Good governance is often said to involve the governing body adopting policies on a range of topics. Managers also typically have numerous workplace policies for employees to follow. This is all well and good … but there can be a sting in the tail.
The recent decision of the Full Court of the Federal Court of Australia in Romero v Farstad Shipping (Indian Pacific) Pty Ltd illustrates that employers should exercise care in how they prepare and promote their workplace policies. In this case, the Court found that Farstad’s Workplace Harassment and Discrimination Policy incorporated additional mutual obligations into the contract of employment, which Farstad had failed to comply with in carrying out an investigation into workplace bullying and discrimination. The Court looked not only at the language of the Policy but also at the surrounding circumstances, such as the way that it was promoted and reinforced to employees, and the fact that it was signed by employees.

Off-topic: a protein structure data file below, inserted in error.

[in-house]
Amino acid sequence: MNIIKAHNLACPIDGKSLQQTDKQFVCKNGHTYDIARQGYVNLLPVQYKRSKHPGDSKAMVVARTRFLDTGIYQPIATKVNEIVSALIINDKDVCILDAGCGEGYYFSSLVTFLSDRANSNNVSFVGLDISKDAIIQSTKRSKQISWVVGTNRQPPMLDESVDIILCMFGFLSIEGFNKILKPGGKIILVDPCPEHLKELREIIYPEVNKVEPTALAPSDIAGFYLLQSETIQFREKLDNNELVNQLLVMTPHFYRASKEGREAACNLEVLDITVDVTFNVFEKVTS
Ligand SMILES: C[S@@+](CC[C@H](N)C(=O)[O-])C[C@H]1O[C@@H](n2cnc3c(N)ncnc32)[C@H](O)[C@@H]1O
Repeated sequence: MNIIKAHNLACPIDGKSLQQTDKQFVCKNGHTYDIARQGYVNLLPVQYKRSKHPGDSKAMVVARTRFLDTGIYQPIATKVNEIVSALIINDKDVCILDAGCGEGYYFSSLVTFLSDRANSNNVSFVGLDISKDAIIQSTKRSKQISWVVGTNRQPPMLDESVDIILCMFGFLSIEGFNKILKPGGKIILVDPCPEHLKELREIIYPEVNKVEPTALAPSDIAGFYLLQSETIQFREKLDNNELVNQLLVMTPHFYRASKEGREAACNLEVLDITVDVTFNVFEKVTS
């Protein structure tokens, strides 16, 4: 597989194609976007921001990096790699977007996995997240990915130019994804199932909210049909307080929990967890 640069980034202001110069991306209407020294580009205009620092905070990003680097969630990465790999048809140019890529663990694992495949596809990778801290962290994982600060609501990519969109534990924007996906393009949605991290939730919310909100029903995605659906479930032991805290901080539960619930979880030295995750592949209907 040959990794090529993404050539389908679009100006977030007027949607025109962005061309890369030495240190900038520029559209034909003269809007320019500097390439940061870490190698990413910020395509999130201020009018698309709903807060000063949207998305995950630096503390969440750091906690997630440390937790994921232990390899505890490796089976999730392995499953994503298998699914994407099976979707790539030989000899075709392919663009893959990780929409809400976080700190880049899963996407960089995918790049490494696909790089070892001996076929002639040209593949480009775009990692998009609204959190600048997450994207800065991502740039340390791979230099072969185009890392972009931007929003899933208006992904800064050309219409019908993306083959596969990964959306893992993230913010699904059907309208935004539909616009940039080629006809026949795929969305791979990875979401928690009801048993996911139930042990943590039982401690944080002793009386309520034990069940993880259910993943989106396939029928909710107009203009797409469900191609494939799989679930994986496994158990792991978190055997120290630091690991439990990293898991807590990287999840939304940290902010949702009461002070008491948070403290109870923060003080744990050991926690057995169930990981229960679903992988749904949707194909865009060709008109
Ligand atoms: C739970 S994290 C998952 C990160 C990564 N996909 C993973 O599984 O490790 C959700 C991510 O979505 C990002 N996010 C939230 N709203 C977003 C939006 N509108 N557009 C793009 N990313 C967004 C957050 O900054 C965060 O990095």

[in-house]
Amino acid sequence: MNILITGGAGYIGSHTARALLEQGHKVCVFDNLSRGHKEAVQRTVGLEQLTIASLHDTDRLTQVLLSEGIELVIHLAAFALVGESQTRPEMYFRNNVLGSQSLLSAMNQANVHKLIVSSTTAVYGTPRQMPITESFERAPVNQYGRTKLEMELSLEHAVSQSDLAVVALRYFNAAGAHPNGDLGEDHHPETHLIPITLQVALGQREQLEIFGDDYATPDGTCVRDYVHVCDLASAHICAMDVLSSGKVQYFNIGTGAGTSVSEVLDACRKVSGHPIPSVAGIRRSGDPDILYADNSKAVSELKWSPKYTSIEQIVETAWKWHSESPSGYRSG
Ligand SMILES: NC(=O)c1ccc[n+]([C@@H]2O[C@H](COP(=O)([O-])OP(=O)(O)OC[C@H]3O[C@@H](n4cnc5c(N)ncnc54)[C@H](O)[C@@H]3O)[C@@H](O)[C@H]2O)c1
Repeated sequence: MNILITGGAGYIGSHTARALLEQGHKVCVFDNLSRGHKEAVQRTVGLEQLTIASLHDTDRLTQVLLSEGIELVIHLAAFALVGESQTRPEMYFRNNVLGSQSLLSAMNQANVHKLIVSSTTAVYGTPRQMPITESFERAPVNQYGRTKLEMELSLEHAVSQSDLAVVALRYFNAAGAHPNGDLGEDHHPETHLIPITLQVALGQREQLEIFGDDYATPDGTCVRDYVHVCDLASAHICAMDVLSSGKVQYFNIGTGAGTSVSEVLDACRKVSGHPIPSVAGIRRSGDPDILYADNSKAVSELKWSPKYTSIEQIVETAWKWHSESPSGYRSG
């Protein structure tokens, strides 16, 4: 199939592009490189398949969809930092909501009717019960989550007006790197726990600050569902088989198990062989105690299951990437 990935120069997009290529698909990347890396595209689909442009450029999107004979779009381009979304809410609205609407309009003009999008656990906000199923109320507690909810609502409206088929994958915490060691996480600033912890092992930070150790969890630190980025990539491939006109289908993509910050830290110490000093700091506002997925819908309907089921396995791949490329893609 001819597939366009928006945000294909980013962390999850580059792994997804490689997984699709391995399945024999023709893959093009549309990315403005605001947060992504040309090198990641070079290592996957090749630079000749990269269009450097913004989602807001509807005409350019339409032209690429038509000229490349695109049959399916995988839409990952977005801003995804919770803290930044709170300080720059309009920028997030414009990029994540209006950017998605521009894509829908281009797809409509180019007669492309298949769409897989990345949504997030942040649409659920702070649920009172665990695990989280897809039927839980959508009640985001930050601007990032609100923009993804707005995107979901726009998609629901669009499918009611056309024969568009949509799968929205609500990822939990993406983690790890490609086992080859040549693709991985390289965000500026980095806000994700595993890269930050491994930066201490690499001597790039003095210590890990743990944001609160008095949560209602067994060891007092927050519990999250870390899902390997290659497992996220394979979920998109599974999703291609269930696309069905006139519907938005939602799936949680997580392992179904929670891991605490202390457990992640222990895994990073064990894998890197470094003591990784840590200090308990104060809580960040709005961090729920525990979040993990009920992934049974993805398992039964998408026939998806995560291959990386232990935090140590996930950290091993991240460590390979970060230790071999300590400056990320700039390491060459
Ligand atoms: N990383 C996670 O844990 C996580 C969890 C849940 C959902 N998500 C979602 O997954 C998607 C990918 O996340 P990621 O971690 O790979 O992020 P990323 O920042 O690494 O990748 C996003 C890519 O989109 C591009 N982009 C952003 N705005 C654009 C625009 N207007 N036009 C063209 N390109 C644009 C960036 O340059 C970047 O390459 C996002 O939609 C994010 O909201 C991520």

This decision illustrates that great care should be taken in the drafting of workplace policies, as employers might be in breach of the contract of employment if they fail to comply with any additional requirements imposed by a workplace policy. Employers should ensure that their workplace policies are up to date, be aware of any obligations under them and ensure that they comply with any processes required by them.
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